Thursday, December 18, 2003
Pistachios: a Good Thing Has Gotten Better
By ROGER M. GRACE
Many foods just aren’t as good as they used to be. But a few have gotten better.
An example is pistachios.
When I was a youngster, pistachios came in shells that were one of two colors: red or white.
The red pistachios were messy to eat. The dye would get all over your fingers.
There would, supposedly, be no reason to touch the shells to your lips, given that these nuts, when they’re ripe, are naturally cracked at the narrow end. That’s the theory. Inevitably, however, some of them would need be cracked by use of the teeth. Doing that with the red pistachios would result in red lips, and doing it with the salt-coated white pistachios could lead to the skin under the lips puffing.
It was worth it; that distinctive green nutmeat was delicious.
It’s hard to imagine anyone reaching maturity who had not sampled this tasty nut. It was readily available in small plastic sacks at candy counters.
Yet, I found that my friend Bob Work (since deceased), had never tasted a pistachio. Bob was the publisher of the Los Angeles Daily Journal, and I cannot imagine how, in the course of a phone conversation with the head honcho of a rival publication, the subject of pistachios came up. Anyway, I walked a block south to Grand Central Market and got a bag of pistachios, and had it sent over to Bob.
A few weeks later, he telephoned and read an article to me. It was about the copious supply of pistachios that was now coming from California producers.
The article explained that the pistachios that had been sold through the years were imported from the Middle East. They were blemished, and red dye was used to cover flaws. The ones that were really blotched were sprayed with salt.
The California pistachios were larger, and smooth enough that they were marketed au naturale, with no dye or salt covering the light tan shells, the article advised.
Although California producers entered the market in 1976, my conversation with Bob Work took place probably in 1978.
Since then, California has become the pistachio supplier to the nation (about 98 percent of the supply), with virtually no imports coming from the Middle East. We might need their oil, but not their nuts.
Pistachios have been consumed for a great many centuries. In her book, “Food in History” (Stein & Day, 1973), Reay Tannahill reports that excavations have shown that tribes in the Near East gathered pistachios as far back as 20,000 B.C.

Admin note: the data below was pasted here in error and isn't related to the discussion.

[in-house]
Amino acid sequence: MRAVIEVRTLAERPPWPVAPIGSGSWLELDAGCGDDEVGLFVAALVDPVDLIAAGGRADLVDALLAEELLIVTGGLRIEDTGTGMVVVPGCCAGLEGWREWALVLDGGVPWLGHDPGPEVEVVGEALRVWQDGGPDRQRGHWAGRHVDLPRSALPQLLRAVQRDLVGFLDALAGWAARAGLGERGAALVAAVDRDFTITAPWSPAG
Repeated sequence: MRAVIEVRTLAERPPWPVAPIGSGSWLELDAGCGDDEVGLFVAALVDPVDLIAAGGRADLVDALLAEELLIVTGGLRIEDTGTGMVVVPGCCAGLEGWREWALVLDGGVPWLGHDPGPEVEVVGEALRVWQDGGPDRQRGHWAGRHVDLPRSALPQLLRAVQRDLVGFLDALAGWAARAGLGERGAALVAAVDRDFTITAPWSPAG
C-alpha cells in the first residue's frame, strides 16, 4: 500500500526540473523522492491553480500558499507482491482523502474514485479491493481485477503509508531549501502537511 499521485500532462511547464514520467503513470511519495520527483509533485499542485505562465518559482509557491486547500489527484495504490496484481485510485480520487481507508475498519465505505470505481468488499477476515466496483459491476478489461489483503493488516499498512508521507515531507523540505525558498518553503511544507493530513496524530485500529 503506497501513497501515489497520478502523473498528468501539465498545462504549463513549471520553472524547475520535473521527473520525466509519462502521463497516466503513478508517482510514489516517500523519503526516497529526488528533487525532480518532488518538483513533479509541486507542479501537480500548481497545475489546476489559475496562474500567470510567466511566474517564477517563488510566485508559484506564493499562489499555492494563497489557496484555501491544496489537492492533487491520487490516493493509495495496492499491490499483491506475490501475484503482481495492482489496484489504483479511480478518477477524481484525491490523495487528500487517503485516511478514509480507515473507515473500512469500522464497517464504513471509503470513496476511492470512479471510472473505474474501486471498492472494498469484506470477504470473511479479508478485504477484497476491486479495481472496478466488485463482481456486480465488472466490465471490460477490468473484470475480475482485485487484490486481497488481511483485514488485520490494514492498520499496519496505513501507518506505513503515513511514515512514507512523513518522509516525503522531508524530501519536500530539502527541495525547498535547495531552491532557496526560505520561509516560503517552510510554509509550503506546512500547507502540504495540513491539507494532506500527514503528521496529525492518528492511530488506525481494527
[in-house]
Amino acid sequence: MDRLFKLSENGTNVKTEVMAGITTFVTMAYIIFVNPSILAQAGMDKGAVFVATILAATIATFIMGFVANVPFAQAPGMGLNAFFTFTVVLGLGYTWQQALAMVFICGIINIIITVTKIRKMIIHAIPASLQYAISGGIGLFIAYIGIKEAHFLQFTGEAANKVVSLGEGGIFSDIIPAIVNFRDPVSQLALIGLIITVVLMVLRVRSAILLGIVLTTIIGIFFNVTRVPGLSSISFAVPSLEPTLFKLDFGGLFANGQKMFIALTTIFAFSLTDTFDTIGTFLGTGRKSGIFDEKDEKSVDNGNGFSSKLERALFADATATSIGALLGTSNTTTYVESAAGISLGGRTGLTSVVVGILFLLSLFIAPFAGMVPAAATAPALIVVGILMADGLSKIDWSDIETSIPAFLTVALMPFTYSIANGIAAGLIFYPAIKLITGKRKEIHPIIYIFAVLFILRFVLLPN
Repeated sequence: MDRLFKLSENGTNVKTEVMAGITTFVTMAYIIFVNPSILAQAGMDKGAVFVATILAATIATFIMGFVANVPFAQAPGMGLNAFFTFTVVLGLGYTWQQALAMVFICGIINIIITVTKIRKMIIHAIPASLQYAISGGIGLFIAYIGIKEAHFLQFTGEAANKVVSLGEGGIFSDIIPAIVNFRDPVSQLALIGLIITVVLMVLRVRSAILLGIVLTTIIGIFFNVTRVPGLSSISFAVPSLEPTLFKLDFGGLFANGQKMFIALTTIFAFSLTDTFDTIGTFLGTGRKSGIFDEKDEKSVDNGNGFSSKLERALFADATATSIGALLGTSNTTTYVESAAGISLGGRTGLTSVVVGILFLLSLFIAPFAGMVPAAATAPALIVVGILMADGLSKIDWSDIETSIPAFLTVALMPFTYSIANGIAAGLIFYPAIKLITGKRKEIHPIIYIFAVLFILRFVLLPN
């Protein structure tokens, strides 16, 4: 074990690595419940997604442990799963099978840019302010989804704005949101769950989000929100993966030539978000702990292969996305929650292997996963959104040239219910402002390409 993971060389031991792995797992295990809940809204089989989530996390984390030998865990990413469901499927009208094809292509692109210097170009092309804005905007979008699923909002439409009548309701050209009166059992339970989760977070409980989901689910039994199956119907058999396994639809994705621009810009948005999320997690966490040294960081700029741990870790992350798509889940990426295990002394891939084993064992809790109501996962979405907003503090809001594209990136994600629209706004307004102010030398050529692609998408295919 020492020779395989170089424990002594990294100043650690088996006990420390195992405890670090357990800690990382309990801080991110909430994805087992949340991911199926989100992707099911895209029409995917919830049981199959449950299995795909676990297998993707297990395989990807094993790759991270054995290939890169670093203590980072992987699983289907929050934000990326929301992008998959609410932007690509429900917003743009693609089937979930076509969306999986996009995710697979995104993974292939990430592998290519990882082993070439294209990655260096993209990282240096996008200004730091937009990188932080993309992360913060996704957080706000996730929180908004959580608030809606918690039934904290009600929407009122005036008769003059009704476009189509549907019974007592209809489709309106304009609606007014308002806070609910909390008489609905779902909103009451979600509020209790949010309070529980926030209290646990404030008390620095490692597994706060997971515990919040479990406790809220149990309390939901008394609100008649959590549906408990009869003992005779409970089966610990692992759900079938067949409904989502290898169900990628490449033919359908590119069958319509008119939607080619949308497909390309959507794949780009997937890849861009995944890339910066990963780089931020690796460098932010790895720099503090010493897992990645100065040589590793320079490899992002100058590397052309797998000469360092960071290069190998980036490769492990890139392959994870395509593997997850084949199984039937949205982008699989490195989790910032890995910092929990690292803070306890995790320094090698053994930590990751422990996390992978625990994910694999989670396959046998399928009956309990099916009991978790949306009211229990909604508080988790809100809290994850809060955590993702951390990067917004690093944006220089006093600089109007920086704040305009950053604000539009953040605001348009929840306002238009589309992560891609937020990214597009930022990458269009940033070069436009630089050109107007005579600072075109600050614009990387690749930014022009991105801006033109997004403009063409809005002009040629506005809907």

Other evidence indicates that these nuts were consumed in Turkey as early as 7,000 B.C. The Queen of Sheba (who reigned over Ethiopia a thousand years B.C.), reportedly requisitioned the entire pistachio output in Assyria for the palace. Pistachios are mentioned in the Old Testament. (Genesis 43:11.)
Experimental plantings took place in California in the latter part of the 19th Century, but if commercial production ensued, it was not meaningful. In 1929, scientist William Whitehouse spent six months in Persia (now Iran), and the following year, planted pistachio trees in Chico as part of a federally funded project. It took awhile for the trees to mature, and feet dragged, but eventually pistachio farming became a California industry.
California producers do not follow the time-honored but infirm harvesting procedures used in the Middle East. There, the pistachios fall to the ground and remain a few days there until they are gathered. It’s while encased in their hulls that they became stained. Modern farmers here pluck the nuts from the trees, extricating them from the hulls within a day—eliminating pistachio acne.
Good news for us pistachio addicts is that we’re ingesting a healthful food. In fact, the Food and Drug Administration announced July 15 that it was authorizing the pistachio industry to make this claim:
“Scientific evidence suggests but does not prove that eating 1.5 ounces per day of most nuts, such as pistachios, as part of a diet low in saturated fat and cholesterol, may reduce the risk of heart disease.”
The same claim is allowed for walnuts (also provided to the nation by California producers), almonds, pecans, and hazelnuts.
Ironically, the claim can’t be made by sellers of cashews (which come from India) though those nuts are in the same family as pistachios. But, also in that motley family is poison ivy.
Until quite recently, there were no “flavors” of pistachios. Pistachios were simply pistachio flavored, plus salt.
Nowadays, there are pistachios that are shot with flavor coatings—not to conceal blemishes, but to boost flavor.
Can the delectable flavor of a pistachio be enhanced? Sure. Spices have been used for centuries to boost the tang of foods.
While I favor garlic flavored pistachios, other flavorings are available, such as lemon-chili.
Some things do get better.
Copyright 2003, Metropolitan News Company
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